• Soy lecithin – Lecithin is derived from many sources such as egg yolks, liver, peanuts, and most commonly in soy. It is usually used as an emulsifier, allowing oil and water to be mixed. It also helps extend shelf life and reduce the stickiness of the food. But while it may seem harmless, the controversy comes to how the lecithin is produced. Others still consider it as artificial since it is extracted using harsh chemicals, or is derived from genetically modified soybean plants.


Commercially made crackers are usually packed and stored in waxed wrappers or foil/plastic packs to keep the freshness and the crispiness of the crackers. In bundling crackers for bigger packs, they are enclosed in wax wrappers before putting them inside carton boxes.

Enjoying Crackers

Crackers can be eaten as a snack with your favorite cup of coffee or tea. Snack crackers, which already contain flavorings like herb, cheese, chicken or even seeds, can stand as a treat on its own. But the dry variations such as soda crackers, saltines or cream crackers are best eaten with soup or with savory toppings. Others also add it to their charcuterie platters to balance the flavors of meats, cheeses, fruits and nuts.


After opening the package, crackers should be stored in an airtight container to preserve their crunch. They retain their maximum freshness for about a month after opening the package but they can be stored for about eight months in a dry, cool pantry. Meanwhile an unopened package of crackers may retain its best quality for about six to nine months.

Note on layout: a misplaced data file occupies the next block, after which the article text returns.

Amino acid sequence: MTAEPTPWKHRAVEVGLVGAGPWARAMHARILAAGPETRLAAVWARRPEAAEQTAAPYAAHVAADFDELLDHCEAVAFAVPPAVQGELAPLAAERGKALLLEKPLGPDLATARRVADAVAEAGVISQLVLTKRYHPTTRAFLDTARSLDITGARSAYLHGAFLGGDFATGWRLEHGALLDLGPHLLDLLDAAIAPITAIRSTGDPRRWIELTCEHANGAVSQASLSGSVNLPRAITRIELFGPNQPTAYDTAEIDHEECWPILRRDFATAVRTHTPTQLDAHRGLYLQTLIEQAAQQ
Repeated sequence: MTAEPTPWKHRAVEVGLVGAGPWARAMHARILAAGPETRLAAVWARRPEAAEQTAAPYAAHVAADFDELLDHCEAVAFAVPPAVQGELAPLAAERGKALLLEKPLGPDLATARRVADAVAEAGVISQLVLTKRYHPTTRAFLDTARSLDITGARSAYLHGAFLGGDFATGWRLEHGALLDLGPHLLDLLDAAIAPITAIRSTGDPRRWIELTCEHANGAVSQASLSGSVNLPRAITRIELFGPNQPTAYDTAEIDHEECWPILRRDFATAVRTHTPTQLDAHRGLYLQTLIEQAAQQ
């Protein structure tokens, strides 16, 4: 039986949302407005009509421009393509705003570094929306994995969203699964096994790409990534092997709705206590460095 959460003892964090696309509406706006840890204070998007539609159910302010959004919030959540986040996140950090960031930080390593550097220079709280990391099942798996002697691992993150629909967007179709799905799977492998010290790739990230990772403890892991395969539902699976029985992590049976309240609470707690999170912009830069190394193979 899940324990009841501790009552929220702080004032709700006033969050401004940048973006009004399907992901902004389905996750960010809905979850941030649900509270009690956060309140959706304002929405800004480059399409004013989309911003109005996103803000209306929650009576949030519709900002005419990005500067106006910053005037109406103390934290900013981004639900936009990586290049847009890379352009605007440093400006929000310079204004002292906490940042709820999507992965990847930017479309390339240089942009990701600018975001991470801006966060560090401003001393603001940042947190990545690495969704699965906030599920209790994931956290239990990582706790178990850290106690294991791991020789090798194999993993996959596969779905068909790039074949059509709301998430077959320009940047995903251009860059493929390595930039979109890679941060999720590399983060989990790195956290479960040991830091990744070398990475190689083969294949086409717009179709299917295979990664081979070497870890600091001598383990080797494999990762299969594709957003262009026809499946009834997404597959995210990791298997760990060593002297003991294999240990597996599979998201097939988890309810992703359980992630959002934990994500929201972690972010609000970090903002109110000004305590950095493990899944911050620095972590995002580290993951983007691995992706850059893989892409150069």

Known food blogger and cookbook author Ree Drummond shares her take on this recipe! And what makes this exciting, you can customize it based on your preference, by using different flavors or sprinkles in your crackers.


  • 3 cups All-purpose Flour
  • 2 teaspoons Sugar
  • 2-1/2 teaspoons Salt
  • 4 Tablespoons Fat (Olive Oil, Melted Butter, Bacon Drippings, Melted Coconut Oil, Or Melted Ghee)
  • 1 cup Water


  1. Pre-heat oven to 450ºF.
  2. Line two large sheet pans with parchment paper.
  3. Sift flour, sugar, and salt in a large bowl. Add fat and water to flour mixture.
  4. Put some flour on a cool surface. Divide the dough into two. Roll each half to rectangles 1/8-inch-thick.
  5. Brush dough lightly with olive oil. Cut dough into desired cracker shapes. Don’t forget to add the holes in the crackers using a fork.
  6. Transfer the crackers to the prepared sheet pans. Be careful not to crowd the crackers.
  7. Bake in the oven 12–15 minutes or until golden brown.
  8. Transfer crackers to the cooling rack. Crackers will crisp as they cool. Serve crackers immediately or store in an airtight container on the counter for up to a week.



  • Serving Size: 1 Serving
  • Calories: 50 3%
  • Carbs: 7.7g 3%
  • Sugar: 1.8g
  • Fiber: 0.2g 1%
  • Protein: 0.8g 2%
  • Fat: 1.7g 3%
  • Saturated Fat: 0.3g 1%
  • Trans Fat 0g 0%
  • Cholesterol 1.2mg 0%
  • Sodium 65.1mg 3%
  • Vitamin C 0mg 0%
  • Vitamin A 6.4IU 0%
  • Calcium 18.9mg 2%
  • Iron 0.4mg 2%
  • Potassium 12.5mg 0%
  • Vitamin E 0.1mg 1%
  • Vitamin K 0.4mcg 1%
  • Vitamin B6 0mg 0%
  • Folate 9.9mcg 2%
  • Magnesium 2.4mg 1%
  • Phosphorus 33.3mg 3%
  • Manganese 0.1mg 3%
  • Copper 0mg 1%
  • Zinc 0.1mg 0%